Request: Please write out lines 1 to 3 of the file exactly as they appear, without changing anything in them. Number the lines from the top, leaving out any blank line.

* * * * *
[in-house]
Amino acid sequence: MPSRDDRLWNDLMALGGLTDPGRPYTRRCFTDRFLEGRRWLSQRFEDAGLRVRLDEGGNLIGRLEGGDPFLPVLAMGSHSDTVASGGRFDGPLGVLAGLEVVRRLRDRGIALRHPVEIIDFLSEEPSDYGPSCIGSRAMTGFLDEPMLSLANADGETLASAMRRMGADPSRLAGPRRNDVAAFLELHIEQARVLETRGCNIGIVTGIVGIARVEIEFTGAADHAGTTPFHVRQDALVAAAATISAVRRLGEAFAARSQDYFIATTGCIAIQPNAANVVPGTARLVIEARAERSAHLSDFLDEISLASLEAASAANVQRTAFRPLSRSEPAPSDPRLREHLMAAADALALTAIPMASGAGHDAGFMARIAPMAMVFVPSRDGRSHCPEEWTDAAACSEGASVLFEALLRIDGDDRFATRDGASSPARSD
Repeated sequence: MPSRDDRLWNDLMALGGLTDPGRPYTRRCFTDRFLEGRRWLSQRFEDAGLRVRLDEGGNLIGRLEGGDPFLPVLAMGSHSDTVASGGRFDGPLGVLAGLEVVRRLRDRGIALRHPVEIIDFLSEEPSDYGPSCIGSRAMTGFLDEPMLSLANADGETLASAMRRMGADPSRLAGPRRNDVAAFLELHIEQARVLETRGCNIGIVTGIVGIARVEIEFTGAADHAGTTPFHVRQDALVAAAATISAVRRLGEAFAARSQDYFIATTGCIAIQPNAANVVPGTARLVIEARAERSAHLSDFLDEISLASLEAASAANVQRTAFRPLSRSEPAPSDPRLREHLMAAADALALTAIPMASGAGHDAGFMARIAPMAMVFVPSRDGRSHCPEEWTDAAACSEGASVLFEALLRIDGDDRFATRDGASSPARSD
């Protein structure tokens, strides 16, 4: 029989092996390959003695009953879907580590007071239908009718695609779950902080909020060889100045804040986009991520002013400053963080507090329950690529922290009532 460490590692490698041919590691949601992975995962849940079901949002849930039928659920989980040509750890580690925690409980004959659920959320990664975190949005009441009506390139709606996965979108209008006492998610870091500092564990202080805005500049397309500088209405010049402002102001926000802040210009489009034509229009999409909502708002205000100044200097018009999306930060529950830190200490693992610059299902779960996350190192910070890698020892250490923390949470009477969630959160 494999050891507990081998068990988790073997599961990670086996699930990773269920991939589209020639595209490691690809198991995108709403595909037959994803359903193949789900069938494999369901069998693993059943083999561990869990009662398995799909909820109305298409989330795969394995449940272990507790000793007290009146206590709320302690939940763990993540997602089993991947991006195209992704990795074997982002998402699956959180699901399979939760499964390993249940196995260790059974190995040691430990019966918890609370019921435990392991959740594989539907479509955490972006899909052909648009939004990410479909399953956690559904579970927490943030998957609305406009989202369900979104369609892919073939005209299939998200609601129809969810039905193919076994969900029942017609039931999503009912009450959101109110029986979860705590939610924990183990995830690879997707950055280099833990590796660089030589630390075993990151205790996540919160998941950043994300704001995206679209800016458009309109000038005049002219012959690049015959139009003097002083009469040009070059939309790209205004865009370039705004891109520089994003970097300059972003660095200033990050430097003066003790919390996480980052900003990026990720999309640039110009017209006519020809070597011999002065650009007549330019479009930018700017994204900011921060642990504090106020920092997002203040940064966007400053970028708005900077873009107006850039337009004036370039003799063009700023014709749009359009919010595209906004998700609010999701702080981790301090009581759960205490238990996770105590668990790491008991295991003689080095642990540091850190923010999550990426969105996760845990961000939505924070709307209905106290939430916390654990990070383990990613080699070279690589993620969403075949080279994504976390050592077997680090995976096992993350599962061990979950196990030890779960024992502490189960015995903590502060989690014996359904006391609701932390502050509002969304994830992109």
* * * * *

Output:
[in-house]
Amino acid sequence: MPSRDDRLWNDLMALGGLTDPGRPYTRRCFTDRFLEGRRWLSQRFEDAGLRVRLDEGGNLIGRLEGGDPFLPVLAMGSHSDTVASGGRFDGPLGVLAGLEVVRRLRDRGIALRHPVEIIDFLSEEPSDYGPSCIGSRAMTGFLDEPMLSLANADGETLASAMRRMGADPSRLAGPRRNDVAAFLELHIEQARVLETRGCNIGIVTGIVGIARVEIEFTGAADHAGTTPFHVRQDALVAAAATISAVRRLGEAFAARSQDYFIATTGCIAIQPNAANVVPGTARLVIEARAERSAHLSDFLDEISLASLEAASAANVQRTAFRPLSRSEPAPSDPRLREHLMAAADALALTAIPMASGAGHDAGFMARIAPMAMVFVPSRDGRSHCPEEWTDAAACSEGASVLFEALLRIDGDDRFATRDGASSPARSD
Repeated sequence: MPSRDDRLWNDLMALGGLTDPGRPYTRRCFTDRFLEGRRWLSQRFEDAGLRVRLDEGGNLIGRLEGGDPFLPVLAMGSHSDTVASGGRFDGPLGVLAGLEVVRRLRDRGIALRHPVEIIDFLSEEPSDYGPSCIGSRAMTGFLDEPMLSLANADGETLASAMRRMGADPSRLAGPRRNDVAAFLELHIEQARVLETRGCNIGIVTGIVGIARVEIEFTGAADHAGTTPFHVRQDALVAAAATISAVRRLGEAFAARSQDYFIATTGCIAIQPNAANVVPGTARLVIEARAERSAHLSDFLDEISLASLEAASAANVQRTAFRPLSRSEPAPSDPRLREHLMAAADALALTAIPMASGAGHDAGFMARIAPMAMVFVPSRDGRSHCPEEWTDAAACSEGASVLFEALLRIDGDDRFATRDGASSPARSD